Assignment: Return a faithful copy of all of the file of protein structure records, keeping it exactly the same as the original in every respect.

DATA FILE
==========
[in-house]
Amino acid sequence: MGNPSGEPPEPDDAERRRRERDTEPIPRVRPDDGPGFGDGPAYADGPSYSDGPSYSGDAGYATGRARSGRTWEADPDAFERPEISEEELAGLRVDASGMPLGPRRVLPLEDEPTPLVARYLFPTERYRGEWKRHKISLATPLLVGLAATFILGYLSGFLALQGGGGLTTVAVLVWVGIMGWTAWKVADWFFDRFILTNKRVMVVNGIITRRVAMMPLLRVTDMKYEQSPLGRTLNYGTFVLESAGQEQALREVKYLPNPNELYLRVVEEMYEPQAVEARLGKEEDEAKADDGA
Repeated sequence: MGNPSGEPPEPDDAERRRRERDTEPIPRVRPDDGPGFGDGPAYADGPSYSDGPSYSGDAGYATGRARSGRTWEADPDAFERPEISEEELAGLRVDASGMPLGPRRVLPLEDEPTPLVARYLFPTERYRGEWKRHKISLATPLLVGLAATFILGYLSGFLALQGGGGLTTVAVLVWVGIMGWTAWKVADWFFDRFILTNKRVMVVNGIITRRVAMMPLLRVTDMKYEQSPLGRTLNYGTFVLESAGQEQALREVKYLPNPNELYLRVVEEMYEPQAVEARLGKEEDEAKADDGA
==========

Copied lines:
[in-house]
Amino acid sequence: MGNPSGEPPEPDDAERRRRERDTEPIPRVRPDDGPGFGDGPAYADGPSYSDGPSYSGDAGYATGRARSGRTWEADPDAFERPEISEEELAGLRVDASGMPLGPRRVLPLEDEPTPLVARYLFPTERYRGEWKRHKISLATPLLVGLAATFILGYLSGFLALQGGGGLTTVAVLVWVGIMGWTAWKVADWFFDRFILTNKRVMVVNGIITRRVAMMPLLRVTDMKYEQSPLGRTLNYGTFVLESAGQEQALREVKYLPNPNELYLRVVEEMYEPQAVEARLGKEEDEAKADDGA
Repeated sequence: MGNPSGEPPEPDDAERRRRERDTEPIPRVRPDDGPGFGDGPAYADGPSYSDGPSYSGDAGYATGRARSGRTWEADPDAFERPEISEEELAGLRVDASGMPLGPRRVLPLEDEPTPLVARYLFPTERYRGEWKRHKISLATPLLVGLAATFILGYLSGFLALQGGGGLTTVAVLVWVGIMGWTAWKVADWFFDRFILTNKRVMVVNGIITRRVAMMPLLRVTDMKYEQSPLGRTLNYGTFVLESAGQEQALREVKYLPNPNELYLRVVEEMYEPQAVEARLGKEEDEAKADDGA